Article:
Now showing items 340-359 of 1133

    • Anderson-Watts, Rachael (Michigan Journal of Gender & Law, 2008)
      Informed consent is a common law concept rooted in the idea that "[e]very human being of adult years and sound mind has a right to determine what shall be done with his own body."' Its aim is to ensure that each patient ...
    • Maroney, Terry A. (Notre Dame Law Review, 2009)
      Recent scientific findings about the developing teen brain have both captured public attention and begun to percolate through legal theory and practice. Indeed, many believe that developmental neuroscience contributed to ...
    • Rossi, Jim, 1965-; Seidenfeld, Mark (Notre Dame Law Review, 2000)
      This essay responds to claims that the "new" nondelegation doctrine, applied by D.C. Circuit Judge Stephen Williams in "American Trucking Association, Inc. v. EPA", 175 F.3d 1027 (D.C. Cir. 1999), advances the rule of law. ...
    • Brandon, Mark E. (Texas Law Review, 1999)
      In recent years, a number of observers of American politics, law, and society have decried what seem to be fundamental shifts in the structure and function of the family. According to some, these shifts, perhaps reinforced ...
    • Ruhl, J.B. (Washington University Journal of Law & Policy, 2002)
      Second in my series of articles on farming and environmental policy, this article examines farmland stewardship rhetoric in light of the reality of extensive agricultural exemptions from environmental regulation.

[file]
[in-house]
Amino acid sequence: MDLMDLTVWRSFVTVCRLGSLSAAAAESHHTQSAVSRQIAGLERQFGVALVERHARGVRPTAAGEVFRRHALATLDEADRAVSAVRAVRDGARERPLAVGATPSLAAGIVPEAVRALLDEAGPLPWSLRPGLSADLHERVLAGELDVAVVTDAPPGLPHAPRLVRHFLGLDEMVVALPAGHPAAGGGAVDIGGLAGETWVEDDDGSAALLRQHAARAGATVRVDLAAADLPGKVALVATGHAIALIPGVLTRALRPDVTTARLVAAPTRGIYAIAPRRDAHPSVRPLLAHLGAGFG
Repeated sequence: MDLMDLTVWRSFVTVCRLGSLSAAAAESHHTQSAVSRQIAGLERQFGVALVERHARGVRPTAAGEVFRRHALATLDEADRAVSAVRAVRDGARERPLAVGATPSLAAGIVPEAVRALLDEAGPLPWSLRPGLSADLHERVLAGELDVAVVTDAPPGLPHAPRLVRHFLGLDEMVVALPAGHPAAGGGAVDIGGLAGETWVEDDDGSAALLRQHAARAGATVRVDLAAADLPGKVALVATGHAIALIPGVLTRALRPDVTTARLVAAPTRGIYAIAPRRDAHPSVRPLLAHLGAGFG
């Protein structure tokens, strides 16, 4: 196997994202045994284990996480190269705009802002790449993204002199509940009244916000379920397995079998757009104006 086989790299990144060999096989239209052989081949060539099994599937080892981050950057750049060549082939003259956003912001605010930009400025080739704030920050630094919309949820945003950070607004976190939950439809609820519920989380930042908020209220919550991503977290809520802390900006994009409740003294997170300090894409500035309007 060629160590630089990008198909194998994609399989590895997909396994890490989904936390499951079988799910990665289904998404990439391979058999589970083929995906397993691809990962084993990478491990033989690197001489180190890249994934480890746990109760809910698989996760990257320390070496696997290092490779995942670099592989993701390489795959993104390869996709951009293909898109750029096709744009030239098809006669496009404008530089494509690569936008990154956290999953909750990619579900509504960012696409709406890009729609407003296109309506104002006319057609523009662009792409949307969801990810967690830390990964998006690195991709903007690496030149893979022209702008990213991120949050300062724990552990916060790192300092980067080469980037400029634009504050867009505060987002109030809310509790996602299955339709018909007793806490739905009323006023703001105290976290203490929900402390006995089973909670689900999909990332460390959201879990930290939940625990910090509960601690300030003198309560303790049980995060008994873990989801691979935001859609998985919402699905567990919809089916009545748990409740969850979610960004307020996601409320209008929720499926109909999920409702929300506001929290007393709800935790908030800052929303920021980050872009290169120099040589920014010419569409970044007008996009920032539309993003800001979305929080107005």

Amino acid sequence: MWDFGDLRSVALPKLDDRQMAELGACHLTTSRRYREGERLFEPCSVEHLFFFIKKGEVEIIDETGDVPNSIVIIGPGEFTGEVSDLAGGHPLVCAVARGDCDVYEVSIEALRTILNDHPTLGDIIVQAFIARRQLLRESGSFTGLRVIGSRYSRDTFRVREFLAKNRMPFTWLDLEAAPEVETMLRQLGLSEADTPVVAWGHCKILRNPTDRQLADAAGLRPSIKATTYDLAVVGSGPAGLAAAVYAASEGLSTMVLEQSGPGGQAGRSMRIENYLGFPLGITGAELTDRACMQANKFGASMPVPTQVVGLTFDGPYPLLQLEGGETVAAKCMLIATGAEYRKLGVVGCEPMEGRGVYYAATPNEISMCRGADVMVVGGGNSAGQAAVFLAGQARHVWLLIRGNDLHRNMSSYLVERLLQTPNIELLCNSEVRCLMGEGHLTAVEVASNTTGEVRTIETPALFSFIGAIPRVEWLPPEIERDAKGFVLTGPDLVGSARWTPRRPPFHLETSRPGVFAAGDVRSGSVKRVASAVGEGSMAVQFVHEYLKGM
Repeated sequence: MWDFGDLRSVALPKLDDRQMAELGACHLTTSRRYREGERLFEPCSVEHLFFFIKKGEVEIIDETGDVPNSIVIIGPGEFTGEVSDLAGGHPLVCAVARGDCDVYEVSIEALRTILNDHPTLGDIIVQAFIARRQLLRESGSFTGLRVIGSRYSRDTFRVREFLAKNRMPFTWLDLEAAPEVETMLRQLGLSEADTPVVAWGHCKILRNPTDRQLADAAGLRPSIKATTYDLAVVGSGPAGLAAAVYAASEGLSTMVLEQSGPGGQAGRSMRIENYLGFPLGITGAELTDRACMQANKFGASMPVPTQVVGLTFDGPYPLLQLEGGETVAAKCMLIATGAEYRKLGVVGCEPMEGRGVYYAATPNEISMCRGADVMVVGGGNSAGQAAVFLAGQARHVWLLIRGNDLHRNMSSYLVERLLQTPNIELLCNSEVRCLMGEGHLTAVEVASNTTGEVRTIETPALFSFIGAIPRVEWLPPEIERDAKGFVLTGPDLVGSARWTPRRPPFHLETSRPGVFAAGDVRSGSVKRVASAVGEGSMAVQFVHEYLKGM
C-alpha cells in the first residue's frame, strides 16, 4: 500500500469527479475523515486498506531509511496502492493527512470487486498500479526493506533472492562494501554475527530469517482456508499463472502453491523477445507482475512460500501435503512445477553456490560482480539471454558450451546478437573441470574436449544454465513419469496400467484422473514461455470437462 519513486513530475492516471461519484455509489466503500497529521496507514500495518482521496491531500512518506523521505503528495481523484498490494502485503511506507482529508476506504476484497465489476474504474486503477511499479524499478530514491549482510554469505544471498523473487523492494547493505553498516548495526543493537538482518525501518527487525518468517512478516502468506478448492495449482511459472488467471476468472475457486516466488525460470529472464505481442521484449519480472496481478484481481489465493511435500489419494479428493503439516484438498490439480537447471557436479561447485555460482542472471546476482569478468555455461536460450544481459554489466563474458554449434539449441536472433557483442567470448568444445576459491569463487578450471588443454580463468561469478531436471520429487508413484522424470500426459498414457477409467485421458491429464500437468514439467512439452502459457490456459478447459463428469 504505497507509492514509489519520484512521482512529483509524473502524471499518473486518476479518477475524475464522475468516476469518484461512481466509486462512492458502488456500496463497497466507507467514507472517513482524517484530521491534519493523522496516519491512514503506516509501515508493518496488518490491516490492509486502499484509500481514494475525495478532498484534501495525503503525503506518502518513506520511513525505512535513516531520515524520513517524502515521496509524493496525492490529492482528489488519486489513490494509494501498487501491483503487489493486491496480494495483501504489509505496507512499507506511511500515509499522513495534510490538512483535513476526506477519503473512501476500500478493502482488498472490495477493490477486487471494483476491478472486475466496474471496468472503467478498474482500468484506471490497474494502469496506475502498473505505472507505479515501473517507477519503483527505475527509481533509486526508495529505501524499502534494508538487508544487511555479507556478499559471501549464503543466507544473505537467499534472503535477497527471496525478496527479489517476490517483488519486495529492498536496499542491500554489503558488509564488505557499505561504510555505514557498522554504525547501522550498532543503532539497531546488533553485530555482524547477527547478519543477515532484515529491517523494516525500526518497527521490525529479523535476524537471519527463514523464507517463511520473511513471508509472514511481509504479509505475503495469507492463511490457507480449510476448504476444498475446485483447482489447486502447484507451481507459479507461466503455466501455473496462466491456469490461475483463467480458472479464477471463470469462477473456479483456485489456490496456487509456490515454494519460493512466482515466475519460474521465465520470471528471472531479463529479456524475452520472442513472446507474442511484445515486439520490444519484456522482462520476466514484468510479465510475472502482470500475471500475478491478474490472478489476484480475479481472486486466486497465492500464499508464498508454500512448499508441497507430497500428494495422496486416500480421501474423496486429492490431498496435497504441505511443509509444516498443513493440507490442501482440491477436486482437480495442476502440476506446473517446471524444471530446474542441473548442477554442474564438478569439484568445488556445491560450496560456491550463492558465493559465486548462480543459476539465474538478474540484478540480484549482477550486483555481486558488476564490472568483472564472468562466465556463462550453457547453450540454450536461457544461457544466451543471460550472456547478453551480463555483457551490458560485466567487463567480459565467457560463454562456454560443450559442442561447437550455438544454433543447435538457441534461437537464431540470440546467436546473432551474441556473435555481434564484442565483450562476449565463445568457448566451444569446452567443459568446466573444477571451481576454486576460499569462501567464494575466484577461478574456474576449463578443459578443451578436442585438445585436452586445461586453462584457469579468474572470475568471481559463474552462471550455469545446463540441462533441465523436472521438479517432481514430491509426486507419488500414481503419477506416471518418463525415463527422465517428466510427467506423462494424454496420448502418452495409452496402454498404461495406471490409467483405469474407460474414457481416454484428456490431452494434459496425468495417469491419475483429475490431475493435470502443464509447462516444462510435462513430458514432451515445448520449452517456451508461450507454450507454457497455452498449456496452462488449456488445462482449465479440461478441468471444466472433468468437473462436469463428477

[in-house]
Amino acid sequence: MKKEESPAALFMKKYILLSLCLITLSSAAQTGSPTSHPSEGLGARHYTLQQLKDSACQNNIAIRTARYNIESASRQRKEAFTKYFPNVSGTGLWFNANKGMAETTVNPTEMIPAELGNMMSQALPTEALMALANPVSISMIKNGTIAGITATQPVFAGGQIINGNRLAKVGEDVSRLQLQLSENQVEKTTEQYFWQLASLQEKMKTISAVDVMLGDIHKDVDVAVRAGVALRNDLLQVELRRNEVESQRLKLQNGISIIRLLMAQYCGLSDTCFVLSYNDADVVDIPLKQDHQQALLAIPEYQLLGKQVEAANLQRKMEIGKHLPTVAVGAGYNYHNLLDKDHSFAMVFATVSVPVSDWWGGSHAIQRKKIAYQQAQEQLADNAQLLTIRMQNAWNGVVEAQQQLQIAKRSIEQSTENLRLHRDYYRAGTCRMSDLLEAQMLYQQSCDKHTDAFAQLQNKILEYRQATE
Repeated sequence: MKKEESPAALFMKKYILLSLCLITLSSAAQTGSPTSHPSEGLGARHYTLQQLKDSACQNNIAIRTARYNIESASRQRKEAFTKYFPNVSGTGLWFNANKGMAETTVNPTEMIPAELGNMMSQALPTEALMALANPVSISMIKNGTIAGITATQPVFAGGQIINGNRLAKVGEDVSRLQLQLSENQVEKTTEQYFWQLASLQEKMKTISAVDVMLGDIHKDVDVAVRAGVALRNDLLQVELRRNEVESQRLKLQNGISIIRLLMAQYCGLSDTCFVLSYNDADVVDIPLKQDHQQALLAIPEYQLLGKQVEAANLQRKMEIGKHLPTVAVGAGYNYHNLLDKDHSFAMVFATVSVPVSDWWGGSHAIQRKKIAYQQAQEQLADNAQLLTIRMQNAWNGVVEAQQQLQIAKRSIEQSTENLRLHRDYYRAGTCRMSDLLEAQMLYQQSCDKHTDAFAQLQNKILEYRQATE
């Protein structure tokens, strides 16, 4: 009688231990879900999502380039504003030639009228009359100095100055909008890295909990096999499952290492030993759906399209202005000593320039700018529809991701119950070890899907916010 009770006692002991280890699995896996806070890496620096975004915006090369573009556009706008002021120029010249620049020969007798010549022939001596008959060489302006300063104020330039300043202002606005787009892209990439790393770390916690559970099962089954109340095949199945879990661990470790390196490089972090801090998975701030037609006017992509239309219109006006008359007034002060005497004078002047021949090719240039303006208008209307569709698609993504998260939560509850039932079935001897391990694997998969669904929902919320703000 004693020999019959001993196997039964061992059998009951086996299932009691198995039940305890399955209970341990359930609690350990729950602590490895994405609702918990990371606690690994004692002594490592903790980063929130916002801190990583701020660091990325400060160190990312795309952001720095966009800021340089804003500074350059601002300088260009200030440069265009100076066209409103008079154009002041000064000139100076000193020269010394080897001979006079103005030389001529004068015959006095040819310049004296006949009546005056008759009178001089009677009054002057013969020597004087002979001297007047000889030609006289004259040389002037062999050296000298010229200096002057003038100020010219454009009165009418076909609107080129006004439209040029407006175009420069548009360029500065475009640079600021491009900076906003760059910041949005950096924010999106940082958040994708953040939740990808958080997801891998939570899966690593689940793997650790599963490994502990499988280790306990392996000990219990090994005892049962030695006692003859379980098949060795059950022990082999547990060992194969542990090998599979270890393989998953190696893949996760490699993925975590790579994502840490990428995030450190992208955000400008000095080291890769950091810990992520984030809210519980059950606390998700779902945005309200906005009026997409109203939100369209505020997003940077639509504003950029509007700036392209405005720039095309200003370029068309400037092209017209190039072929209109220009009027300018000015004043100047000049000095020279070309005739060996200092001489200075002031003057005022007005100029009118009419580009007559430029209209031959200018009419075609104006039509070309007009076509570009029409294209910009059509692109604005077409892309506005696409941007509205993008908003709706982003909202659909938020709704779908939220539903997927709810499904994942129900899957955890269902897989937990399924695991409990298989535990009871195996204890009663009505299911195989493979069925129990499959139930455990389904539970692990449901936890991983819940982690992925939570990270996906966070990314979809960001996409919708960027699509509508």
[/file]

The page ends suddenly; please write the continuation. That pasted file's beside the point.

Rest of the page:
• Ruhl, J. B. (Choices, 2008)
      Second in my series of articles on farming and environmental policy, this article examines farmland stewardship rhetoric in light of the reality of extensive agricultural exemptions from environmental regulation.
    • Ruhl, J. B. (Ecology Law Quarterly, 2000)
      Farms are one of the last uncharted frontiers of environmental regulation in the United States. Despite the substantial environmental harms they cause-habitat loss and degradation, soil erosion and sedimentation, water ...
    • Clayton, Ellen Wright (Yale Law Journal, 1978)
      Although genetic disorders have been recognized for centuries, recent advances in the study of human genetics often permit accurate determination of the risk that parents will have genetically defective children.' When ...
    • George, Tracey E.; Yoon, Albert H. (Saint Louis University Law Journal, 2003)
      We applaud Professor Merrill's bold and noteworthy effort to engage in a dialogue with political scientists who study the Supreme Court. He navigates a substantial body of social science scholarship largely ignored by legal ...
    • Tracey, George E., 1967-; Yoon, Albert (Saint Louis University Law Journal, 2003)
      Like Congress, the Supreme Court must delegate a great deal of its work, in this case to lower courts rather than to agencies. Since the Supreme Court is formally at the apex of the judicial pyramid, the Court's decisions ...
    • Rossi, Jim, 1965-; Hutton, Thomas (Thomas G.) (North Carolina Law Review, 2013)